Dealing with emotions can be tricky for preschoolers . . . and anyone, really. Emotions are a tricky thing and the way we deal with them can have a huge impact on our day.
With 6 kids in my house, we have a lot of emotions going around. By far, the strongest emotions come from my preschooler. We’ve learned some tricks to help preschoolers calm down. These tricks are sanity savers and we definitely get a lot of opportunities to use them.
Helping a Preschooler Calm Down
Step in before things escalate. This is not something I do all the time. That may surprise you. I believe kids need the chance to learn to deal with their emotions in a safe environment. If we don’t let them practice that at home, they’ll face challenges later on. But, there are sometimes when we want to avoid a preschooler meltdown. When that’s the case, I try and step in when I see my preschooler getting upset and redirect her attention to something else. Nine times out of ten, that does the trick.
Talk about what your preschooler is feeling. Talking can be a powerful tool. When preschoolers are dealing with hard emotions their first response is often to act out. Talking about what they are feeling and why can help your preschooler make sense of their emotions and let them know that you are on their side.
A resource I just recently discovered that makes this process so much easier is The Moodsters Talking Plush and Activity Books. These take the pressure off and make it easy to talk about emotions with your preschooler.
The other day, my preschooler was struggling. She’s going through a phase when not getting her way makes her super sad and has the potential to ruin her entire day. I wish I could tell her that she’ll usually get her way in the future, but unfortunately, that’s just not how life works. It’s important to me that she learns how to handle her emotions now when the stakes are low so she doesn’t run into more serious consequences as she gets older.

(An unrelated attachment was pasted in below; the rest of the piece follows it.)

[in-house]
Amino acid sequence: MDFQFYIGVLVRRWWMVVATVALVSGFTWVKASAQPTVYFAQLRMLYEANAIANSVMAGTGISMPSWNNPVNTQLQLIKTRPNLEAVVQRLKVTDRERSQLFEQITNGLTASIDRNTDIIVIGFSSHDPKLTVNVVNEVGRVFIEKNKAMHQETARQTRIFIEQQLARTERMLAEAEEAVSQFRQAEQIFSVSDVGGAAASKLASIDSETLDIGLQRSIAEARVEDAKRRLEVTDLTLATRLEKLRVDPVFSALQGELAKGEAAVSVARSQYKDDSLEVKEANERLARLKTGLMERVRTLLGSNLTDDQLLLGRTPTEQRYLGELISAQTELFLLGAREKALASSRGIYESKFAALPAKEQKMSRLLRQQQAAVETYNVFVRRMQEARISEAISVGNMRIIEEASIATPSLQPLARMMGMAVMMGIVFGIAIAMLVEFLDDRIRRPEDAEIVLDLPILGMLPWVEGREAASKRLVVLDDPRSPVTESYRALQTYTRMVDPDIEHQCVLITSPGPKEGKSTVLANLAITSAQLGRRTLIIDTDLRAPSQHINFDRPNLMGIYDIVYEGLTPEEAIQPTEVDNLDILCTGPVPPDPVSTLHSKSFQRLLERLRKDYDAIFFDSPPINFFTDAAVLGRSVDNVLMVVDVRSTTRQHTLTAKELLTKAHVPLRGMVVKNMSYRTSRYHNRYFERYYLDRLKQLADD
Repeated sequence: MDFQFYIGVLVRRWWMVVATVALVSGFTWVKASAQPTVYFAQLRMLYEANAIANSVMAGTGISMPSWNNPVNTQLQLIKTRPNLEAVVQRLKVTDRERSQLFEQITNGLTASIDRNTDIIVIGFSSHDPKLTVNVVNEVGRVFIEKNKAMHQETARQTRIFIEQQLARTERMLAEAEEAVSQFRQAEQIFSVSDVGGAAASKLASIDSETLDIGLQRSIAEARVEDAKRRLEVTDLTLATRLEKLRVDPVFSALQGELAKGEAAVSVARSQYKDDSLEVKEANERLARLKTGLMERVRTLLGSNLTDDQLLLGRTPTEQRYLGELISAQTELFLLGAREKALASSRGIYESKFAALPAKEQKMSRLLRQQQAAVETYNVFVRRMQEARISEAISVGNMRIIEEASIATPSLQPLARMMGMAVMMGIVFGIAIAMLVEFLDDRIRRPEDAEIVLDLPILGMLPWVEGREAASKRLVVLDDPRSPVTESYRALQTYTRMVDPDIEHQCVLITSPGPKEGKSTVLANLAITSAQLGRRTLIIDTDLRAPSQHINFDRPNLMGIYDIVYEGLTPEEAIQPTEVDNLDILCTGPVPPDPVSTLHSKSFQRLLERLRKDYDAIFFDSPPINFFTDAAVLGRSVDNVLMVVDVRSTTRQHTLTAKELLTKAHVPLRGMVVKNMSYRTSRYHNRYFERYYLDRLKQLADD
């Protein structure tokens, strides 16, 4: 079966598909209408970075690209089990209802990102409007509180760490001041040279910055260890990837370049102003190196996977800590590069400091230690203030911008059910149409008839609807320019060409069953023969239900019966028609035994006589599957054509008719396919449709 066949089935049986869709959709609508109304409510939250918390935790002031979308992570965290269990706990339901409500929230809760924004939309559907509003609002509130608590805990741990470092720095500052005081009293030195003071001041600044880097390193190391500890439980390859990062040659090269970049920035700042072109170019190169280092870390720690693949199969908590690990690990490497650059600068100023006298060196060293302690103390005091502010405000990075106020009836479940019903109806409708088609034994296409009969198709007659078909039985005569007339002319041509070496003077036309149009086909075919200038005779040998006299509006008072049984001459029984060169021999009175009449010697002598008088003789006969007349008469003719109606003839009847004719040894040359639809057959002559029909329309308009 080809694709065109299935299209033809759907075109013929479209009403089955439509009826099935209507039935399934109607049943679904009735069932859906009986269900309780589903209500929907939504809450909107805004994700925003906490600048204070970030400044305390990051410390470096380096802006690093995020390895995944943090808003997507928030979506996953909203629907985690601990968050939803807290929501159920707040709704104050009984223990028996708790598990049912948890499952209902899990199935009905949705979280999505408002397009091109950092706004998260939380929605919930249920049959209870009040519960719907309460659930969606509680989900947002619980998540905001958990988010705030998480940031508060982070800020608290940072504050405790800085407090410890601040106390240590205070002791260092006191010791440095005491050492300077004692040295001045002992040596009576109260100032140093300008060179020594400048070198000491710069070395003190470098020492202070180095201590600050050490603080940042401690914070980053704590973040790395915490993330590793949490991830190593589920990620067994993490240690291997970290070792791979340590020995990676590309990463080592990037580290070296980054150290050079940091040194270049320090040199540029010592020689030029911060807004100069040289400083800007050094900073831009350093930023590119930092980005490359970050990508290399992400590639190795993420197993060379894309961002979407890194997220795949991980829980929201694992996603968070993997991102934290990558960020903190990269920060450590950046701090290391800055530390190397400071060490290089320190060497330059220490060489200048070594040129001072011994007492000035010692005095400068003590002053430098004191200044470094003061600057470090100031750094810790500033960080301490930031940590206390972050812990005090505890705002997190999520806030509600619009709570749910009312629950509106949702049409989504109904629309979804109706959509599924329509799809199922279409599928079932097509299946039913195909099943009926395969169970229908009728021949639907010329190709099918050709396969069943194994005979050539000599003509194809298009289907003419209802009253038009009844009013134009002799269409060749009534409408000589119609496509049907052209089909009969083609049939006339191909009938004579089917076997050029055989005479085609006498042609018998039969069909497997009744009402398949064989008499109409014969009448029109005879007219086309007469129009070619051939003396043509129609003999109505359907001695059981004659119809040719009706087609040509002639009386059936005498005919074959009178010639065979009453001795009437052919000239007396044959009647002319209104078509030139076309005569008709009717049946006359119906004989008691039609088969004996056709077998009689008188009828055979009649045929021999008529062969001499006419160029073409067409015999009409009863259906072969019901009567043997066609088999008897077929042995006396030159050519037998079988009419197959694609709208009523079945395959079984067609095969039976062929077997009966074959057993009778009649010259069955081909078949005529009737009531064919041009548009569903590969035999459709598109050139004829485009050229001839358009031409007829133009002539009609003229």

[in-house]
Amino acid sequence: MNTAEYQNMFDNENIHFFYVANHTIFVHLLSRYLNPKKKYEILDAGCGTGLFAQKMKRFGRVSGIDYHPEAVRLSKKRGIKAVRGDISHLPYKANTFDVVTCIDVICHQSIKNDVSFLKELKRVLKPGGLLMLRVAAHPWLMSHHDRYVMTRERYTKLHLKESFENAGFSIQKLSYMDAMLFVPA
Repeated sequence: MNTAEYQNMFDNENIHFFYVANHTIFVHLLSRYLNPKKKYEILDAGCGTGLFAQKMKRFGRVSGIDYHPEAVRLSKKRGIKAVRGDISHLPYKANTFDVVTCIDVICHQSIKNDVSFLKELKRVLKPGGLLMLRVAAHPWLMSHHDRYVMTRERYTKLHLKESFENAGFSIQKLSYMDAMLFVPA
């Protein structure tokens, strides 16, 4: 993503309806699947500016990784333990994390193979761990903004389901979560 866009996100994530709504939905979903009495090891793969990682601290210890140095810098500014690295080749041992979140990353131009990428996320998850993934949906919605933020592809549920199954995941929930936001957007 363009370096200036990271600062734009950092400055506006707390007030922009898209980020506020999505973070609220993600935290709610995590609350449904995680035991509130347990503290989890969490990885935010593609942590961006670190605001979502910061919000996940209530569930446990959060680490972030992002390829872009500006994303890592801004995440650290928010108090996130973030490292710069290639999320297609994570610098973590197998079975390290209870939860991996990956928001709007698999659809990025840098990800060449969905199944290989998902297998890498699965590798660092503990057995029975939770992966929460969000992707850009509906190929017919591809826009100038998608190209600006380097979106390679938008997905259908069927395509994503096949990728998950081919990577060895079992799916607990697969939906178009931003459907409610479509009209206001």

We pulled out The Moodsters “When I Feel Sad” Activity Book with the matching talking plush and sat down to talk about what she was feeling.
The talking plush was a great ice breaker. It said things like “If you are feeling sad, unhappy or blue, talking to a friend is a good thing to do” and “A smile is just a frown turned upside down”. One phrase sounded just like her big brother so we both laughed at that.
The activity book includes several stories and situations kids might find themselves in and has stickers that you can use to complete the picture or do simple activities as you work through the book.
The stickers provided a great tactile distraction while we talked about emotions. She was not in a mood to just sit and talk with me but having the stickers and activity book as a buffer made a huge difference.
Talk about what your preschooler could do differently. I’m a firm believer that we need to give kids solutions. They often act out because they don’t know how to handle those emotions. It may take some practice, but giving your preschooler a few possible solutions may make the dealing with the next emotional situation a bit easier.
Redirect. Focusing for too long on things kids are struggling with can backfire. There’s a story told about about a man who holds a heavy jar in each hand with his arms held out. After a while, the jars became heavier and heavier. Eventually, he was not able to hold them at all. Putting the jars down for a bit left him rested and he was able to pick them up again. We can learn a lot from that. We need to learn to put down our problems every once in a while and step away. Teaching kids to do that while they are young can make a big impact on how they deal with difficult things later on in life.
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